You do not see someone drinking a beer and deem them an alcoholic. If you’ve ever been close to an alcoholic, you know it is a disease that should not be taken lightly. It can destroy — and end — lives.
So can eating disorders.
It hurts me that we label thin people as having eating disorders without thinking twice about it … that we reduce this very serious sickness to that … and that the hardest battle I have ever fought (and continue to fight) is discussed by other women in a hateful tone, without compassion toward me and countless others who are fighting the same battle.
Even if the VS models were to blame for my addiction, there are helpful and harmful ways to “help” someone like me.
“I care about you. I really think you should seek professional help.”
“You deserve to be happy.”
“I am proud of you for making progress.”
“You are too skinny.”
“Here, eat this.”
“Aren’t you going to eat anything else?”
“Stop losing weight.”
I have never been scrutinized by women so much as when I struggled with my eating disorder. Women, even some friends, were hateful toward me. They were jealous of my eating disorder. They compared their plates to mine and hated themselves for eating the cupcake when I had two bites of a salad. Though they may never admit it, I know it is true. They wanted to be thin and because I was thin they resented me.
If they knew what it was really like, I know they would be anything but jealous. It is not a glamorous disease. It contaminates all your thoughts and effects every aspect of your life. I was at my weakest point, hating myself more than ever, and constantly being judged and criticized by other women.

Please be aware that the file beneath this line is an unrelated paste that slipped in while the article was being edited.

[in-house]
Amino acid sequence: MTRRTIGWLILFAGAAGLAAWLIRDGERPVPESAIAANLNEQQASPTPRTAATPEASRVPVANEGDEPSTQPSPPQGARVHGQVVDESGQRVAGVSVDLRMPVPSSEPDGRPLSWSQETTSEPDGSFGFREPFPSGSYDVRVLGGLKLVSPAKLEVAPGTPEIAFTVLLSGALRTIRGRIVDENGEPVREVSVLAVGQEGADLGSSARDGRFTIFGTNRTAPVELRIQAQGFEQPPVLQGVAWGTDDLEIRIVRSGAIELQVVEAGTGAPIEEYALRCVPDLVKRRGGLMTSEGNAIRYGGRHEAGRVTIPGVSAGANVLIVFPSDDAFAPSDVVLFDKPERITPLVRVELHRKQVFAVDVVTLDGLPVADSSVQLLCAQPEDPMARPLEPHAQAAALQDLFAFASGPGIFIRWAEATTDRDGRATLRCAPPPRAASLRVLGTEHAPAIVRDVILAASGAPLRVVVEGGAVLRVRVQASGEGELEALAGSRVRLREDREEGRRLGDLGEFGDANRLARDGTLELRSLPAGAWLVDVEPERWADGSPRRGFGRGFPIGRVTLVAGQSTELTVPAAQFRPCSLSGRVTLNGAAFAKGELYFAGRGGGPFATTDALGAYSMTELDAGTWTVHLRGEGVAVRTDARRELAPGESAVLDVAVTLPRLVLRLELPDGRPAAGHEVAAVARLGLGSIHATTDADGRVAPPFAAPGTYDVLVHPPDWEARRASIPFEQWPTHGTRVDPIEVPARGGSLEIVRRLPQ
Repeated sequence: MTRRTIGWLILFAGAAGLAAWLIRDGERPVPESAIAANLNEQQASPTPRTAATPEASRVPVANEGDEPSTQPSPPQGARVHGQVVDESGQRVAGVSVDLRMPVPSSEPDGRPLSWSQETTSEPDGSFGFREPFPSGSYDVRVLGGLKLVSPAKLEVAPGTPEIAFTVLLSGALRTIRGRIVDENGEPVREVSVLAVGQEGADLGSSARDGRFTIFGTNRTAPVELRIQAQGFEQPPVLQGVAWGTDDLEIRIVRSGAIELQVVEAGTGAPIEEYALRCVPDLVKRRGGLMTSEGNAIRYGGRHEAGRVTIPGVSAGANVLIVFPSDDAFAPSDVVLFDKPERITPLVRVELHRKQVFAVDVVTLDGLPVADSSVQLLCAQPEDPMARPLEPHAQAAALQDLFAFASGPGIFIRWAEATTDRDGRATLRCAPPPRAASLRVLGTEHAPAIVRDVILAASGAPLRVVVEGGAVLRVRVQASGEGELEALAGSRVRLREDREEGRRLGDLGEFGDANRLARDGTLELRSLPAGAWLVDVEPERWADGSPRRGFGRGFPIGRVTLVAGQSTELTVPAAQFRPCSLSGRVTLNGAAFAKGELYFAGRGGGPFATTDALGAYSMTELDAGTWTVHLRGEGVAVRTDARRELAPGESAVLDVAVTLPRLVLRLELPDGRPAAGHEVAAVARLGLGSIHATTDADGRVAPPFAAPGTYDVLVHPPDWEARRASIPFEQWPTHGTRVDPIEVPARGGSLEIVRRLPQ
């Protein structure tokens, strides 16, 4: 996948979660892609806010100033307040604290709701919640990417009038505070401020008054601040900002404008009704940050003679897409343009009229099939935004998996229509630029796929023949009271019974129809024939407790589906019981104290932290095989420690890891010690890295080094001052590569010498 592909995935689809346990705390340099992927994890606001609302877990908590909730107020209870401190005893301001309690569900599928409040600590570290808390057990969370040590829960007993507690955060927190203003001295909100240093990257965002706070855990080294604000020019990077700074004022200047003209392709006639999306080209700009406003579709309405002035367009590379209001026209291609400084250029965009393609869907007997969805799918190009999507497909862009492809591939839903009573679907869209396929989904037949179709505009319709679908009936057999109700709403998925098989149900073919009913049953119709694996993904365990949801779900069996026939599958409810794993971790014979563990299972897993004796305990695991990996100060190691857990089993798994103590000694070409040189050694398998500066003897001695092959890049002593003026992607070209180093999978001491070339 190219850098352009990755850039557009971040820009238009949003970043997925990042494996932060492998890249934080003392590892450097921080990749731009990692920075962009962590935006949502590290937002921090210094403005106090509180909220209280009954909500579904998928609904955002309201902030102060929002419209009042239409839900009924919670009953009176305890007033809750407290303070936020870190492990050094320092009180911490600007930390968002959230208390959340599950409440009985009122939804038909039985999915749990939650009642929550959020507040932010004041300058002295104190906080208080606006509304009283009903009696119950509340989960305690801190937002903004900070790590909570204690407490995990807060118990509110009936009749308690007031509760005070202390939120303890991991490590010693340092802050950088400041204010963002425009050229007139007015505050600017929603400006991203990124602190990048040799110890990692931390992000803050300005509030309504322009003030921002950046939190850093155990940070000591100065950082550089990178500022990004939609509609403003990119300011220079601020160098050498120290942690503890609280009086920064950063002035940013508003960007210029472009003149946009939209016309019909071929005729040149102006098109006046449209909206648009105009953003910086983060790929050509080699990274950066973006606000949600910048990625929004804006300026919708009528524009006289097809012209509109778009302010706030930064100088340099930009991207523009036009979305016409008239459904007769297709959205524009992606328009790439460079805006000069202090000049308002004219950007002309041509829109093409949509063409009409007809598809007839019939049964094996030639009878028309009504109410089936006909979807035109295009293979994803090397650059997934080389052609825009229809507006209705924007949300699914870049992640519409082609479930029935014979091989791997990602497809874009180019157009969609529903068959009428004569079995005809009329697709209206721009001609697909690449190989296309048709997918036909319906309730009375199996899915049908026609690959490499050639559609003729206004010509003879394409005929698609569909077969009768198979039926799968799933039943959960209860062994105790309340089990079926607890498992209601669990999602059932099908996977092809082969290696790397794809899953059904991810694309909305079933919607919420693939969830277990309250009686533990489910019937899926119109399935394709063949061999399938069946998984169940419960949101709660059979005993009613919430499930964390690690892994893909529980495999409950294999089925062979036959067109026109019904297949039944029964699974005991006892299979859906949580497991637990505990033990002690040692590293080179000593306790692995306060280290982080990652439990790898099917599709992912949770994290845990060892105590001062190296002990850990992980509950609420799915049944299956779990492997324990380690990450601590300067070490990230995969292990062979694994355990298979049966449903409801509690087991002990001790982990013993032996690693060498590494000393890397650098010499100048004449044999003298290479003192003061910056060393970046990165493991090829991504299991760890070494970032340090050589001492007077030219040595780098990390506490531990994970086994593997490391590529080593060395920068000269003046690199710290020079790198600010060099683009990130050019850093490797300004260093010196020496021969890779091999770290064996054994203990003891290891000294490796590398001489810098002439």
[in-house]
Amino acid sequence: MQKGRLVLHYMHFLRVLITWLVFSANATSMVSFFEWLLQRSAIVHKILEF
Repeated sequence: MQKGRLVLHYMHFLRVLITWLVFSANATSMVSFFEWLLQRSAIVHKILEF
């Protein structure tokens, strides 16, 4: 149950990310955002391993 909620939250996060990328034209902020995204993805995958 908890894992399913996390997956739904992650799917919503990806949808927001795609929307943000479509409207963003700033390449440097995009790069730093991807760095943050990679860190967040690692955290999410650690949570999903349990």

Kicking a woman when she is down does not help anything.
I cannot count how many times I was told — ALWAYS by a woman — to eat more, to stop losing weight, that I was too skinny. Do you tell a woman she is too fat? I hope not. It is no different to tell a woman she is too thin.
Perhaps this is why the first two therapists I went to did not help me. They were women. I’m sure they were wonderful women and they did not judge me but I was so used to females scrutinizing me that I did not feel comfortable even with these smart, educated and compassionate women.
It was a man who helped me. Who showed me that my disease was a result of things outside my control. And he showed me that only I could control my future. Only I can determine my happiness.
Anyway, the point I’m trying to make is that instead of looking at a woman who is unhealthy and thin and feeling anger, we should feel compassion. When you see a morbidly obese woman who cannot rise out of bed, I’m sure you do not resent her. You probably feel compassion. Hey, guess what — that morbidly obese woman has an eating disorder too. And the cause of her eating disorder might be the same as the cause of the thin model’s eating disorder. Eating disorders are all treated the same. Even though the outside looks different, the root of the problem is the same.
And when you see a woman who is thin, but FIT, like several of the Victoria’s Secret models, you shouldn’t resent her, either. You should celebrate her. Because she, like you, is a REAL woman, and she looks fucking hot. She worked her ass off to look that way — kudos to her! She is a strong, successful, gorgeous WOMAN. And she is real. For that, she should be celebrated.